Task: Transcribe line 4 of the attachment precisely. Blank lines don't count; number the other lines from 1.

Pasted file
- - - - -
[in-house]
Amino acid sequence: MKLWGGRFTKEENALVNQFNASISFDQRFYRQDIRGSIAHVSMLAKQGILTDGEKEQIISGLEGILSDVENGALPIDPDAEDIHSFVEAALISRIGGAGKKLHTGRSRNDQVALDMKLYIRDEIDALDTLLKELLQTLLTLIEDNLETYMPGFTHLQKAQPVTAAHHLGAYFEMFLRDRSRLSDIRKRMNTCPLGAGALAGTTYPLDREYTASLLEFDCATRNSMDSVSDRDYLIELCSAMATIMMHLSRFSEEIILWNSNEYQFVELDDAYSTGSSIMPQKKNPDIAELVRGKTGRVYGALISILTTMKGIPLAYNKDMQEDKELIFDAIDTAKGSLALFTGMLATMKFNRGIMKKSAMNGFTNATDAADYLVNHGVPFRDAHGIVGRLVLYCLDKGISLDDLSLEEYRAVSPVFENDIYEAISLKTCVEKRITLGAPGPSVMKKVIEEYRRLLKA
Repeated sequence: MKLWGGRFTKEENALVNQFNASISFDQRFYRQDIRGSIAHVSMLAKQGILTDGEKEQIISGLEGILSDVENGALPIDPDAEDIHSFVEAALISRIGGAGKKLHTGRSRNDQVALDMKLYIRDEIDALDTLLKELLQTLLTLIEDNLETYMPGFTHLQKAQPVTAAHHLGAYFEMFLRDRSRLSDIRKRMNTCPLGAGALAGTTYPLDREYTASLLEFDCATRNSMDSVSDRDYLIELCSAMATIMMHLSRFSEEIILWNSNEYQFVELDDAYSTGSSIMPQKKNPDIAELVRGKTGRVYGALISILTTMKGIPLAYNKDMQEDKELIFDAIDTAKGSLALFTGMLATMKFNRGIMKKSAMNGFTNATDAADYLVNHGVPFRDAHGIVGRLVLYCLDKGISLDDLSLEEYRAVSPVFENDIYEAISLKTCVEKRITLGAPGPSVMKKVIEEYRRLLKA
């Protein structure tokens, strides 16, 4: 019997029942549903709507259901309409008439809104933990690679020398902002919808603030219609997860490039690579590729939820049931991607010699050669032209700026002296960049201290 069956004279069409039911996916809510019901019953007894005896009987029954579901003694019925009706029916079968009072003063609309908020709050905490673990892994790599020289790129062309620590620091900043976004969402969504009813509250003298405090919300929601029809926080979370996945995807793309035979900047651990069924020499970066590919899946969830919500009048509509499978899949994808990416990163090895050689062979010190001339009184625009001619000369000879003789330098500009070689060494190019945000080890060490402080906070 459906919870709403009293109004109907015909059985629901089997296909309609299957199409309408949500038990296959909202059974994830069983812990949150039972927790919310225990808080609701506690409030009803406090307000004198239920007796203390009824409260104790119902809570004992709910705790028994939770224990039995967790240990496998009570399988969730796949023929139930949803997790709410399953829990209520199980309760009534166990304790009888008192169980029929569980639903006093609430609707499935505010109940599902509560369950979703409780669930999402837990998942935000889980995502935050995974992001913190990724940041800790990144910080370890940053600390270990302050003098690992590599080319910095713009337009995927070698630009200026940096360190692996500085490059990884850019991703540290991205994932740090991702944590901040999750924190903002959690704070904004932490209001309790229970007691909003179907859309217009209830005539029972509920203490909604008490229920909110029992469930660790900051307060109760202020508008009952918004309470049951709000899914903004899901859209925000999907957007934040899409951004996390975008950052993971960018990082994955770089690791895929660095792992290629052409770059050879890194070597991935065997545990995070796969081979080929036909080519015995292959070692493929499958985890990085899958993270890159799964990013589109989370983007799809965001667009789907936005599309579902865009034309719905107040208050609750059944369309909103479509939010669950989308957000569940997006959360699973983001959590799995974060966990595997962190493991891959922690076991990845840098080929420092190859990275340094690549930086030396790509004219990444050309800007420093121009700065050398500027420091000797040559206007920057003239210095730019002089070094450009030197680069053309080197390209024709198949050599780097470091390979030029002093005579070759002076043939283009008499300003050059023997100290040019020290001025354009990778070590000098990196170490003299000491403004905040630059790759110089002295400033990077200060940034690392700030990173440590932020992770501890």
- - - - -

């Protein structure tokens, strides 16, 4: 019997029942549903709507259901309409008439809104933990690679020398902002919808603030219609997860490039690579590729939820049931991607010699050669032209700026002296960049201290 069956004279069409039911996916809510019901019953007894005896009987029954579901003694019925009706029916079968009072003063609309908020709050905490673990892994790599020289790129062309620590620091900043976004969402969504009813509250003298405090919300929601029809926080979370996945995807793309035979900047651990069924020499970066590919899946969830919500009048509509499978899949994808990416990163090895050689062979010190001339009184625009001619000369000879003789330098500009070689060494190019945000080890060490402080906070 459906919870709403009293109004109907015909059985629901089997296909309609299957199409309408949500038990296959909202059974994830069983812990949150039972927790919310225990808080609701506690409030009803406090307000004198239920007796203390009824409260104790119902809570004992709910705790028994939770224990039995967790240990496998009570399988969730796949023929139930949803997790709410399953829990209520199980309760009534166990304790009888008192169980029929569980639903006093609430609707499935505010109940599902509560369950979703409780669930999402837990998942935000889980995502935050995974992001913190990724940041800790990144910080370890940053600390270990302050003098690992590599080319910095713009337009995927070698630009200026940096360190692996500085490059990884850019991703540290991205994932740090991702944590901040999750924190903002959690704070904004932490209001309790229970007691909003179907859309217009209830005539029972509920203490909604008490229920909110029992469930660790900051307060109760202020508008009952918004309470049951709000899914903004899901859209925000999907957007934040899409951004996390975008950052993971960018990082994955770089690791895929660095792992290629052409770059050879890194070597991935065997545990995070796969081979080929036909080519015995292959070692493929499958985890990085899958993270890159799964990013589109989370983007799809965001667009789907936005599309579902865009034309719905107040208050609750059944369309909103479509939010669950989308957000569940997006959360699973983001959590799995974060966990595997962190493991891959922690076991990845840098080929420092190859990275340094690549930086030396790509004219990444050309800007420093121009700065050398500027420091000797040559206007920057003239210095730019002089070094450009030197680069053309080197390209024709198949050599780097470091390979030029002093005579070759002076043939283009008499300003050059023997100290040019020290001025354009990778070590000098990196170490003299000491403004905040630059790759110089002295400033990077200060940034690392700030990173440590932020992770501890």